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Reading Without Walls

Gene Luen Yang

Gene Luen Yang began drawing comic books in the fifth grade. In 2006, his graphic novel, American Born Chinese — a memoir about growing up as an Asian American — became the first graphic novel to win the American Library Association’s Printz Award. He is the author of the Secret Coders series and has written for the hit comics Avatar: The Last Airbender and Superman. In 2016, Yang was named the 5th National Ambassador for Young People’s Literature and selected as a MacArthur Fellow. Visit Gene Yang's official website.

The National Ambassador for Young People's Literature raises awareness of the importance of young people's literature as it relates to lifelong literacy, education, and the development and betterment of the lives of young people. The initiative is sponsored by The Center for the Book in the Library of Congress, the Children’s Book Council, and Every Child a Reader.

 

Books Make the World Larger: A Conversation with Patrick Ness

November 10, 2016

Gene sits down with writer Patrick Ness — author of the award-winning middle grade book, A Monster Calls, the popular YA science fiction trilogy Chaos Walking, and the YA book The Rest of Us Just Live Here, a story about finding the extraordinary in your ordinary self. Ness says that "all writers are noticers" and that stories should reflect the diversity of the world around us. He advises kids to "reach up" and read books that are difficult or filled with ideas that may be beyond your understanding, because storytelling helps us make sense of the world.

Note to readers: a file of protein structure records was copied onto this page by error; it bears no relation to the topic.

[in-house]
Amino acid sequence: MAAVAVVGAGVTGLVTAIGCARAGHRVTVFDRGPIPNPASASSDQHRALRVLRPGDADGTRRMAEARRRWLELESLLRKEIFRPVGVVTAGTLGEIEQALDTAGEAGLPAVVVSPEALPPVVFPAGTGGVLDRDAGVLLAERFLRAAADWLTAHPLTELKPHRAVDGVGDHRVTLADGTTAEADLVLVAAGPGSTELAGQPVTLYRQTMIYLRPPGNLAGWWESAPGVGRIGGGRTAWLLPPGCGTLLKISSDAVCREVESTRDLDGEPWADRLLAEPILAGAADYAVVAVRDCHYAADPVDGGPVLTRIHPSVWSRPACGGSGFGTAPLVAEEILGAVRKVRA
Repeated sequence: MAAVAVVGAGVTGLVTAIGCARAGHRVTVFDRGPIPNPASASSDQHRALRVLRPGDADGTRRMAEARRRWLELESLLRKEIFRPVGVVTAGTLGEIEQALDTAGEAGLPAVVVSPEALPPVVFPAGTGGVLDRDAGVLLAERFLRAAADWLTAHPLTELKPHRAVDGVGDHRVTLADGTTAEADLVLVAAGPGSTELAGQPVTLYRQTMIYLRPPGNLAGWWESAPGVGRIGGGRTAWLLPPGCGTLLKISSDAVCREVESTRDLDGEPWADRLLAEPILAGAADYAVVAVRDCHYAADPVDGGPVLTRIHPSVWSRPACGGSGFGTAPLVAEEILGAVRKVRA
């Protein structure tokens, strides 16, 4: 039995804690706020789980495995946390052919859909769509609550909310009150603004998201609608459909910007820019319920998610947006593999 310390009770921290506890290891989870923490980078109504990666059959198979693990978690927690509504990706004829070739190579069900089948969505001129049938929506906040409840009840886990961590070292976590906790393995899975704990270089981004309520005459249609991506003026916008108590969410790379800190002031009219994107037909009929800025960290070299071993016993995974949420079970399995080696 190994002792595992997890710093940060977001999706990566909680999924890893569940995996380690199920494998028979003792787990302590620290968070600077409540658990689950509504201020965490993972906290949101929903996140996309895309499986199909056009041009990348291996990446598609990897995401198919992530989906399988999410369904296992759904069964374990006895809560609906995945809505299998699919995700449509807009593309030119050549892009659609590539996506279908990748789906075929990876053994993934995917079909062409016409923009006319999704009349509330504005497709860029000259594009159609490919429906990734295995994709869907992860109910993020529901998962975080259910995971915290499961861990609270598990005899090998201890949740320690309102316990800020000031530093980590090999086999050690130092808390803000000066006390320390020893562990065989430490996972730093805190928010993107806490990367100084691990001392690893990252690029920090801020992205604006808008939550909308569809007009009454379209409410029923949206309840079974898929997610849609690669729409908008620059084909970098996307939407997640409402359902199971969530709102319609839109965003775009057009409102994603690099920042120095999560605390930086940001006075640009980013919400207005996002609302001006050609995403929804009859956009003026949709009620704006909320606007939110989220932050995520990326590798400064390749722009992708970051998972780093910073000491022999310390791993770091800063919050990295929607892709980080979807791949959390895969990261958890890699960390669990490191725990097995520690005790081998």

Find out why Richard Scarry's Storybook Dictionary, The Westing Game, and The Color Purple made such a deep impression on Ness as a young reader, how writing a book is different from collaborating on a book-to-movie, and much more. Listen in!

 

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"There is no frigate like a book, to take us lands away" — Emily Dickinson